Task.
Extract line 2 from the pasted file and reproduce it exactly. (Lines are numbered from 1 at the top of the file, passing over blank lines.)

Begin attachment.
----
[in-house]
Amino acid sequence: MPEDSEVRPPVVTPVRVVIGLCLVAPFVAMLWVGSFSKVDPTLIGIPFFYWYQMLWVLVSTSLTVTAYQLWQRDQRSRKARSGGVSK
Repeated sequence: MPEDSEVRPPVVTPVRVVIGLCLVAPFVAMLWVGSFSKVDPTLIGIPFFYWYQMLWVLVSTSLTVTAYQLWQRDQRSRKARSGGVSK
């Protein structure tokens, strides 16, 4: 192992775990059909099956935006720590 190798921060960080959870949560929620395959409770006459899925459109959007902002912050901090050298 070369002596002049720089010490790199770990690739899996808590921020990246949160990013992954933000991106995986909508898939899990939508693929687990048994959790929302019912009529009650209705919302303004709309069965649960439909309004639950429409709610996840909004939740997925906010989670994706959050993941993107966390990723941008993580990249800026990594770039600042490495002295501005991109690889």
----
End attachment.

Amino acid sequence: MPEDSEVRPPVVTPVRVVIGLCLVAPFVAMLWVGSFSKVDPTLIGIPFFYWYQMLWVLVSTSLTVTAYQLWQRDQRSRKARSGGVSK